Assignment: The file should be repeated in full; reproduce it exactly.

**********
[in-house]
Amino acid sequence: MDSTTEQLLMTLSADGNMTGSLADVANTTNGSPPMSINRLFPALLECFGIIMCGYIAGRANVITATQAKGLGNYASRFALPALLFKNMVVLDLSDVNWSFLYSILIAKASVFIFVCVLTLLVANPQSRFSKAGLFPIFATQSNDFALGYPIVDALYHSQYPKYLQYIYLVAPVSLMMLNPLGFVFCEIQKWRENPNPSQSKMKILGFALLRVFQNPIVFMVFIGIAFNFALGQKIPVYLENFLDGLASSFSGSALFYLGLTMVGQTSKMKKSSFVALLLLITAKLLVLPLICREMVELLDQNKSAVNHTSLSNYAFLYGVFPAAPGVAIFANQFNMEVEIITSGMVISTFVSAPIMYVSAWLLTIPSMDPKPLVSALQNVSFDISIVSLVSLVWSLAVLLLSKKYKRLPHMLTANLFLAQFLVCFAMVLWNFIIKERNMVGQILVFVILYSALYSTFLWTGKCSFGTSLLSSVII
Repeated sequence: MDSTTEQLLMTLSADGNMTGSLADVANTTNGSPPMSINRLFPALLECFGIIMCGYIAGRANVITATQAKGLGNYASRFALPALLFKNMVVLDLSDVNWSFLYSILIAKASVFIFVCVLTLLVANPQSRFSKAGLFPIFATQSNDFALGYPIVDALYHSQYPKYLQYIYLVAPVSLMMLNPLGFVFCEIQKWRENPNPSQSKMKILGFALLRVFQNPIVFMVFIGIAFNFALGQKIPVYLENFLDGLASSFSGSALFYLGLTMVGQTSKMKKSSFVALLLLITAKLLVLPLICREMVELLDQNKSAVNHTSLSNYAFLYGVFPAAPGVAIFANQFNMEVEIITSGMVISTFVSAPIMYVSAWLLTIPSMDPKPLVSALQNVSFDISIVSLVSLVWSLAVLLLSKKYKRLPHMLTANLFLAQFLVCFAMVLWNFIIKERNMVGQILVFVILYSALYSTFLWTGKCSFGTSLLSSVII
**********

[in-house]
Amino acid sequence: MDSTTEQLLMTLSADGNMTGSLADVANTTNGSPPMSINRLFPALLECFGIIMCGYIAGRANVITATQAKGLGNYASRFALPALLFKNMVVLDLSDVNWSFLYSILIAKASVFIFVCVLTLLVANPQSRFSKAGLFPIFATQSNDFALGYPIVDALYHSQYPKYLQYIYLVAPVSLMMLNPLGFVFCEIQKWRENPNPSQSKMKILGFALLRVFQNPIVFMVFIGIAFNFALGQKIPVYLENFLDGLASSFSGSALFYLGLTMVGQTSKMKKSSFVALLLLITAKLLVLPLICREMVELLDQNKSAVNHTSLSNYAFLYGVFPAAPGVAIFANQFNMEVEIITSGMVISTFVSAPIMYVSAWLLTIPSMDPKPLVSALQNVSFDISIVSLVSLVWSLAVLLLSKKYKRLPHMLTANLFLAQFLVCFAMVLWNFIIKERNMVGQILVFVILYSALYSTFLWTGKCSFGTSLLSSVII
Repeated sequence: MDSTTEQLLMTLSADGNMTGSLADVANTTNGSPPMSINRLFPALLECFGIIMCGYIAGRANVITATQAKGLGNYASRFALPALLFKNMVVLDLSDVNWSFLYSILIAKASVFIFVCVLTLLVANPQSRFSKAGLFPIFATQSNDFALGYPIVDALYHSQYPKYLQYIYLVAPVSLMMLNPLGFVFCEIQKWRENPNPSQSKMKILGFALLRVFQNPIVFMVFIGIAFNFALGQKIPVYLENFLDGLASSFSGSALFYLGLTMVGQTSKMKKSSFVALLLLITAKLLVLPLICREMVELLDQNKSAVNHTSLSNYAFLYGVFPAAPGVAIFANQFNMEVEIITSGMVISTFVSAPIMYVSAWLLTIPSMDPKPLVSALQNVSFDISIVSLVSLVWSLAVLLLSKKYKRLPHMLTANLFLAQFLVCFAMVLWNFIIKERNMVGQILVFVILYSALYSTFLWTGKCSFGTSLLSSVII